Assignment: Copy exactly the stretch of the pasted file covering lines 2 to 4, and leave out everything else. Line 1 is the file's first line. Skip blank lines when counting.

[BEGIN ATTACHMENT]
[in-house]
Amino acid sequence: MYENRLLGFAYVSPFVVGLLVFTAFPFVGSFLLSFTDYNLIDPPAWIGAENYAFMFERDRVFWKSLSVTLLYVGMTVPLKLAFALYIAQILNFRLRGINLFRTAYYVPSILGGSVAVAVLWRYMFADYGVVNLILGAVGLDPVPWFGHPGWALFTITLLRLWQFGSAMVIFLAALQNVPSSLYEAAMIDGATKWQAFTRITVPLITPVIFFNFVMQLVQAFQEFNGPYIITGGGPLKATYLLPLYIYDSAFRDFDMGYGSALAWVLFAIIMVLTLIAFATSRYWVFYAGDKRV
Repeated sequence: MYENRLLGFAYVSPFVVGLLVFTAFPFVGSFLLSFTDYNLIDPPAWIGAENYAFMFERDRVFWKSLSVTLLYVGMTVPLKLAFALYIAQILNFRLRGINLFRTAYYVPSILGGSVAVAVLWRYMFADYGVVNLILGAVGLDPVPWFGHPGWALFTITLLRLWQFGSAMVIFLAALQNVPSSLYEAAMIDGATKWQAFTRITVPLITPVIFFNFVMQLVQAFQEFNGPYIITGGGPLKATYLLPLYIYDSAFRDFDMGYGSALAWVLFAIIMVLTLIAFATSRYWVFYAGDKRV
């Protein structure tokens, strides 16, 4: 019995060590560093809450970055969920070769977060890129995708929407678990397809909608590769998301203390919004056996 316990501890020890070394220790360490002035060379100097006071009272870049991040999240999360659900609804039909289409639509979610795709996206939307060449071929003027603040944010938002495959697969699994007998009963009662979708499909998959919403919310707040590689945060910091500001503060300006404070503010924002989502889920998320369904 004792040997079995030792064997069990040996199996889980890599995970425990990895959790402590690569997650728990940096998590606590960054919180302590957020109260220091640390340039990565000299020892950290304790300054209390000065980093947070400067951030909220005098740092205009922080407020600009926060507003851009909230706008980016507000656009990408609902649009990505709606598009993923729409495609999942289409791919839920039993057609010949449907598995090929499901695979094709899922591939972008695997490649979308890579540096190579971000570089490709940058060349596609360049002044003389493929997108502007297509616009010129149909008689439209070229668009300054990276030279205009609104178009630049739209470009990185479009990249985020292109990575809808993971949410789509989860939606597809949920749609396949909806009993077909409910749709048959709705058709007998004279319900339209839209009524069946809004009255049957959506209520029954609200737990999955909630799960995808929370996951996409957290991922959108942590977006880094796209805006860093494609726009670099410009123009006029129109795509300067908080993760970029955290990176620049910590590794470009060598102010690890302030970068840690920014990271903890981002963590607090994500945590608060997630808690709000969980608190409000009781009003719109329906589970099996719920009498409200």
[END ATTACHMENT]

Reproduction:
Amino acid sequence: MYENRLLGFAYVSPFVVGLLVFTAFPFVGSFLLSFTDYNLIDPPAWIGAENYAFMFERDRVFWKSLSVTLLYVGMTVPLKLAFALYIAQILNFRLRGINLFRTAYYVPSILGGSVAVAVLWRYMFADYGVVNLILGAVGLDPVPWFGHPGWALFTITLLRLWQFGSAMVIFLAALQNVPSSLYEAAMIDGATKWQAFTRITVPLITPVIFFNFVMQLVQAFQEFNGPYIITGGGPLKATYLLPLYIYDSAFRDFDMGYGSALAWVLFAIIMVLTLIAFATSRYWVFYAGDKRV
Repeated sequence: MYENRLLGFAYVSPFVVGLLVFTAFPFVGSFLLSFTDYNLIDPPAWIGAENYAFMFERDRVFWKSLSVTLLYVGMTVPLKLAFALYIAQILNFRLRGINLFRTAYYVPSILGGSVAVAVLWRYMFADYGVVNLILGAVGLDPVPWFGHPGWALFTITLLRLWQFGSAMVIFLAALQNVPSSLYEAAMIDGATKWQAFTRITVPLITPVIFFNFVMQLVQAFQEFNGPYIITGGGPLKATYLLPLYIYDSAFRDFDMGYGSALAWVLFAIIMVLTLIAFATSRYWVFYAGDKRV
């Protein structure tokens, strides 16, 4: 019995060590560093809450970055969920070769977060890129995708929407678990397809909608590769998301203390919004056996 316990501890020890070394220790360490002035060379100097006071009272870049991040999240999360659900609804039909289409639509979610795709996206939307060449071929003027603040944010938002495959697969699994007998009963009662979708499909998959919403919310707040590689945060910091500001503060300006404070503010924002989502889920998320369904 004792040997079995030792064997069990040996199996889980890599995970425990990895959790402590690569997650728990940096998590606590960054919180302590957020109260220091640390340039990565000299020892950290304790300054209390000065980093947070400067951030909220005098740092205009922080407020600009926060507003851009909230706008980016507000656009990408609902649009990505709606598009993923729409495609999942289409791919839920039993057609010949449907598995090929499901695979094709899922591939972008695997490649979308890579540096190579971000570089490709940058060349596609360049002044003389493929997108502007297509616009010129149909008689439209070229668009300054990276030279205009609104178009630049739209470009990185479009990249985020292109990575809808993971949410789509989860939606597809949920749609396949909806009993077909409910749709048959709705058709007998004279319900339209839209009524069946809004009255049957959506209520029954609200737990999955909630799960995808929370996951996409957290991922959108942590977006880094796209805006860093494609726009670099410009123009006029129109795509300067908080993760970029955290990176620049910590590794470009060598102010690890302030970068840690920014990271903890981002963590607090994500945590608060997630808690709000969980608190409000009781009003719109329906589970099996719920009498409200």